Allowing to the WMDA standards [9], the cell collection center must be independent of the transplant center, both territorially and legally. The donor has the right to refuse a survey and donation at any stage without explaining the reason, which much slows down the selection and testing. In the early post-donation period, the donor remains under medical supervision of the cell collection center. His Registry carries out further medical care and monitoring of his health. As for related donors, the issues connected to their servicing have not been completely settled. A potential conflict of interest is the possible participation of the same team in the observation of both the donor and the recipient in the case of the related transplant [13]. Attention is paid to this issue in recent changes to international standards [14]. Other issues related to the standardization of donor health assessment, observation and medical and psychological assistance after donation, in accordance with the help of unrelated donors under existing procedures, as well as the transfer to centralized donor monitoring registries, are in a state of active discussion.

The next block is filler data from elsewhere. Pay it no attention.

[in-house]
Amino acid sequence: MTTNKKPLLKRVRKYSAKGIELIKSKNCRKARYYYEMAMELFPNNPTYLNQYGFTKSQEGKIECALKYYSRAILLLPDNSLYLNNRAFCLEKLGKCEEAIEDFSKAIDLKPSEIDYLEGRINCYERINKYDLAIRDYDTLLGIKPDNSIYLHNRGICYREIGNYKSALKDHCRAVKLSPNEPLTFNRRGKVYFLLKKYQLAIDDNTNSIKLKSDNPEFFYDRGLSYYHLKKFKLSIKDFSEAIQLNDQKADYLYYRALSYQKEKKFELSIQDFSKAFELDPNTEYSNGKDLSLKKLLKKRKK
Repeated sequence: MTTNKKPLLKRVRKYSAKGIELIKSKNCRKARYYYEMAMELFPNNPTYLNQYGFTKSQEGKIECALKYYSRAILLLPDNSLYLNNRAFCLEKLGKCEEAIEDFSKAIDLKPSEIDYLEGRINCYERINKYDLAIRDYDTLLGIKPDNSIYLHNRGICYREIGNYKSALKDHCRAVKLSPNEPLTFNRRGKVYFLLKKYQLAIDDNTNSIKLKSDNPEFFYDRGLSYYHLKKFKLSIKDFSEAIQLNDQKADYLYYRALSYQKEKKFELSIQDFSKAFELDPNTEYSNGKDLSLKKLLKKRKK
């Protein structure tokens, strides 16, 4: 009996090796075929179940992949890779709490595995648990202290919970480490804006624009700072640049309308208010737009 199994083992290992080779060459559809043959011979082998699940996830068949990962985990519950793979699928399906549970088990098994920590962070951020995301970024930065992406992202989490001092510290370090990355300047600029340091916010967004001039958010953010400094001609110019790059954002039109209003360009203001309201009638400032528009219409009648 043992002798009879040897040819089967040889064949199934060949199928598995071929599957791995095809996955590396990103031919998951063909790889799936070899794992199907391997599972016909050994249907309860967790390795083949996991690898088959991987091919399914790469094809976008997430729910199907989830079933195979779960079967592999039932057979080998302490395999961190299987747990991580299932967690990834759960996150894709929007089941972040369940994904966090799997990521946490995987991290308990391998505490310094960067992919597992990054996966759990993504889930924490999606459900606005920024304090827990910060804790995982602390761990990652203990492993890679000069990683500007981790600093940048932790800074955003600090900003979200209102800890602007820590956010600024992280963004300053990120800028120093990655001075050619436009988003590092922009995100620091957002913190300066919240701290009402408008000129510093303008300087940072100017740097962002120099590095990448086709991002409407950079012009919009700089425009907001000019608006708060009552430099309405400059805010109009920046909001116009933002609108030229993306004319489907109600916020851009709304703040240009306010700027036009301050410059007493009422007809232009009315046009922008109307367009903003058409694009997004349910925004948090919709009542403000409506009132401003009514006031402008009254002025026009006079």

NetCord Foundation was founded in 1997 as a non-profit organization and an international Eurocord arm for the purpose of promoting high-quality banking and clinical use of UCB for allogeneic HSCT through the online Virtual Office. This is a network of non-commercial public UCB banks in Europe, the United States, Israel, Japan, and Australia. It covered more than 50% of the world’s non-commercial UCB banks, which have already provided more than 10 thousand transplants for adults and children. In 2007, The WMDA Cord Blood Working Group (WMDA CBWG) was established to collect and exchange information on cord blood registers and deve­lopment of guidelines for international CBBs exchange for transplant safety [15]. According to the data of the WMDA CBWG, one of the difficulties during the decade was the duplication of lists in different services. So, until recently, the search in such systems as NetCord Virtual Office and the National Marrow Donor Program (NMDP) (US) Center for Cord Blood was interchangeable [15]. To date, since January 2017 this problem has been resolved by combining BMDW, WMDA and NetCord into a single organization. Since that time, according to the declaration, the NetCord working group will continue to work with the aim of supporting international exchange of cord blood units and harmonization of the world practice of bank storage [16].